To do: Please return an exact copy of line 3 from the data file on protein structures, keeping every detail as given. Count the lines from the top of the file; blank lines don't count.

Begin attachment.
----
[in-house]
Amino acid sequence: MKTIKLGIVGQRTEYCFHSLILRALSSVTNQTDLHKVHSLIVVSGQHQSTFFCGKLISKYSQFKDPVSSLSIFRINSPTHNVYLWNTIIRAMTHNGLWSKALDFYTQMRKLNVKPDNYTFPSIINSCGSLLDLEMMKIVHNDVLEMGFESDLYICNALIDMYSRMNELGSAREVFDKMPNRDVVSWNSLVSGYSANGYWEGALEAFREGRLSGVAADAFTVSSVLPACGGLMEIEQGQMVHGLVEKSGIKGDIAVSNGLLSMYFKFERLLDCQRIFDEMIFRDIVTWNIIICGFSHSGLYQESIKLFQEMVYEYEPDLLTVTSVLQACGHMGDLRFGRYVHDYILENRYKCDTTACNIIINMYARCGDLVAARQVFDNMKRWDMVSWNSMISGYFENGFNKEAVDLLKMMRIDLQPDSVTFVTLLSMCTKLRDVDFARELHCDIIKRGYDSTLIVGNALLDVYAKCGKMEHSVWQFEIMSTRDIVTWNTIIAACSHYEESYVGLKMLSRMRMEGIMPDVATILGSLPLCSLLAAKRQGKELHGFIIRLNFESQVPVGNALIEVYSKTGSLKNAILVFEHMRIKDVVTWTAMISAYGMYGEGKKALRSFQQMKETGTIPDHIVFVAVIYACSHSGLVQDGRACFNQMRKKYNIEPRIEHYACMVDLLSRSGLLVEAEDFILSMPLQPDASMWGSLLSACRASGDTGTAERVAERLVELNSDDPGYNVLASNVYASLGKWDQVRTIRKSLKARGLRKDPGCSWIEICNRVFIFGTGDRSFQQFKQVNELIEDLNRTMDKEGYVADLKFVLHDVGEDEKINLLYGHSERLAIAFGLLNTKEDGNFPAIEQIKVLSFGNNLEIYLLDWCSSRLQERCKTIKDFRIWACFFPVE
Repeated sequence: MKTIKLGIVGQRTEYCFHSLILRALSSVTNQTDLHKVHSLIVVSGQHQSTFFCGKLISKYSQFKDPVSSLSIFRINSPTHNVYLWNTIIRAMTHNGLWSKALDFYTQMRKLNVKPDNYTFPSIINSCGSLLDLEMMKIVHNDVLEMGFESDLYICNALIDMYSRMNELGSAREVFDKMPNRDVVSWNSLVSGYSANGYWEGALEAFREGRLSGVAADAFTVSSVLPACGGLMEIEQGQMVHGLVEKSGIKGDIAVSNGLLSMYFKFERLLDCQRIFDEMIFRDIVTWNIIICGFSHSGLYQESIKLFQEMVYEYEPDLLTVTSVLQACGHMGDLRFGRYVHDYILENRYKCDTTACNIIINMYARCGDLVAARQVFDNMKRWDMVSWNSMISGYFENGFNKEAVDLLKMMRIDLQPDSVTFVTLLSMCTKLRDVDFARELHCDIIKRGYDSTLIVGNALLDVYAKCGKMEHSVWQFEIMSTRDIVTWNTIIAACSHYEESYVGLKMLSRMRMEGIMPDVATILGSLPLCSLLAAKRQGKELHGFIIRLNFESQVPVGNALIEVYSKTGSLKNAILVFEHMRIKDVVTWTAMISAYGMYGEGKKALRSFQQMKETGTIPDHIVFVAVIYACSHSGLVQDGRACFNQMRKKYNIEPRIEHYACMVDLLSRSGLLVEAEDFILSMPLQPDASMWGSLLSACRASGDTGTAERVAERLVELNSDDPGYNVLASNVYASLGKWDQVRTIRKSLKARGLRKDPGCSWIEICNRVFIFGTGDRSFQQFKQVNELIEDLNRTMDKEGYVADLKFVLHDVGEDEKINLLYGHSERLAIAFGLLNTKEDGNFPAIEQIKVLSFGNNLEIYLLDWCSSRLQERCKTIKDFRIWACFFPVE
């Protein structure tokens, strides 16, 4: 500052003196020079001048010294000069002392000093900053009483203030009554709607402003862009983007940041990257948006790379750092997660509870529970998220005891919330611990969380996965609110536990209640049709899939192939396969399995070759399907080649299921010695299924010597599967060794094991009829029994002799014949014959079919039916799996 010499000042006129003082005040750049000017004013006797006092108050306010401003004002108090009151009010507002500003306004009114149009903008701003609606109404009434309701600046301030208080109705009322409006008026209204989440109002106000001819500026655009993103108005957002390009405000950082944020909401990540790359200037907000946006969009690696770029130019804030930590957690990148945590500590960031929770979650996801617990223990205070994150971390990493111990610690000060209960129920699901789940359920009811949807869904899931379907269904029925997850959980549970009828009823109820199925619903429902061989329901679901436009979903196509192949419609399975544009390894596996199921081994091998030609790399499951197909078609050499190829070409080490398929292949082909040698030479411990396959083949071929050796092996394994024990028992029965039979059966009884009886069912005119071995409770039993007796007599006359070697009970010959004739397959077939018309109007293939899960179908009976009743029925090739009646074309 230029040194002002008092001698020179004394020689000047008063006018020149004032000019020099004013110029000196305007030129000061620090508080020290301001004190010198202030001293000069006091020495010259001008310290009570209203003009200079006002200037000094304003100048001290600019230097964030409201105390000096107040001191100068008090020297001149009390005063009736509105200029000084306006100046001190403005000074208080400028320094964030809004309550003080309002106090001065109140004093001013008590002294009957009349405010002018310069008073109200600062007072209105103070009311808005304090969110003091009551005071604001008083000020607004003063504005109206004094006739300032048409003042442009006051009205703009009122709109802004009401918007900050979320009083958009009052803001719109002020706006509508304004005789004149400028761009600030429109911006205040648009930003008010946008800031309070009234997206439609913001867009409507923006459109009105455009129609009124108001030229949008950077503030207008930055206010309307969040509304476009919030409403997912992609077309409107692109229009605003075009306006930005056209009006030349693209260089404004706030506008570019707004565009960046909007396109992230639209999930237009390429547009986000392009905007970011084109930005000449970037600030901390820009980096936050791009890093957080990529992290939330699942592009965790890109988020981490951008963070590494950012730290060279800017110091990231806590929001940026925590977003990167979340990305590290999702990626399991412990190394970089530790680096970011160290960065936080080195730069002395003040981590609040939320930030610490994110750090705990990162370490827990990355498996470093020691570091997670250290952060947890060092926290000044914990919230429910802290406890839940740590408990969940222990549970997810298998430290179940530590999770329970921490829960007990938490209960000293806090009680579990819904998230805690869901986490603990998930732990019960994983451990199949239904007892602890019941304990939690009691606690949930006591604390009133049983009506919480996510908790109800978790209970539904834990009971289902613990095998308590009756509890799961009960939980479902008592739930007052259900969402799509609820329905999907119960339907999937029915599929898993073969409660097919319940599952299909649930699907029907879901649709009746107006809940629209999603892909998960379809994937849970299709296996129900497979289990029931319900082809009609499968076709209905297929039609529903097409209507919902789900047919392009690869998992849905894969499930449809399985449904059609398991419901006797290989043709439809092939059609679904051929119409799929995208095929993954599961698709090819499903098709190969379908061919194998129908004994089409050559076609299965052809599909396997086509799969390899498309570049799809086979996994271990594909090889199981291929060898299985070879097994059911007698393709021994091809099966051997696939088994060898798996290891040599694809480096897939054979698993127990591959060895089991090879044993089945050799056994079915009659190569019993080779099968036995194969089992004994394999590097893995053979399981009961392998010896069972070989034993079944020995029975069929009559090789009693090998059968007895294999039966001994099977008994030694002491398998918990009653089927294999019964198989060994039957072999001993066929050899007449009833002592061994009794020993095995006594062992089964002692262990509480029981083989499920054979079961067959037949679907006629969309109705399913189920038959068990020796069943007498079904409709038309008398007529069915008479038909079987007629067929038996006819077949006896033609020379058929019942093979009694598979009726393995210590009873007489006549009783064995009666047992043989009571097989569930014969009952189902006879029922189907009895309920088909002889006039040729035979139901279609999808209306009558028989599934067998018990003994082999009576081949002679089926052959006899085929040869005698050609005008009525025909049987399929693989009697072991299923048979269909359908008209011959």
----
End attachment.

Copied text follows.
Repeated sequence: MKTIKLGIVGQRTEYCFHSLILRALSSVTNQTDLHKVHSLIVVSGQHQSTFFCGKLISKYSQFKDPVSSLSIFRINSPTHNVYLWNTIIRAMTHNGLWSKALDFYTQMRKLNVKPDNYTFPSIINSCGSLLDLEMMKIVHNDVLEMGFESDLYICNALIDMYSRMNELGSAREVFDKMPNRDVVSWNSLVSGYSANGYWEGALEAFREGRLSGVAADAFTVSSVLPACGGLMEIEQGQMVHGLVEKSGIKGDIAVSNGLLSMYFKFERLLDCQRIFDEMIFRDIVTWNIIICGFSHSGLYQESIKLFQEMVYEYEPDLLTVTSVLQACGHMGDLRFGRYVHDYILENRYKCDTTACNIIINMYARCGDLVAARQVFDNMKRWDMVSWNSMISGYFENGFNKEAVDLLKMMRIDLQPDSVTFVTLLSMCTKLRDVDFARELHCDIIKRGYDSTLIVGNALLDVYAKCGKMEHSVWQFEIMSTRDIVTWNTIIAACSHYEESYVGLKMLSRMRMEGIMPDVATILGSLPLCSLLAAKRQGKELHGFIIRLNFESQVPVGNALIEVYSKTGSLKNAILVFEHMRIKDVVTWTAMISAYGMYGEGKKALRSFQQMKETGTIPDHIVFVAVIYACSHSGLVQDGRACFNQMRKKYNIEPRIEHYACMVDLLSRSGLLVEAEDFILSMPLQPDASMWGSLLSACRASGDTGTAERVAERLVELNSDDPGYNVLASNVYASLGKWDQVRTIRKSLKARGLRKDPGCSWIEICNRVFIFGTGDRSFQQFKQVNELIEDLNRTMDKEGYVADLKFVLHDVGEDEKINLLYGHSERLAIAFGLLNTKEDGNFPAIEQIKVLSFGNNLEIYLLDWCSSRLQERCKTIKDFRIWACFFPVE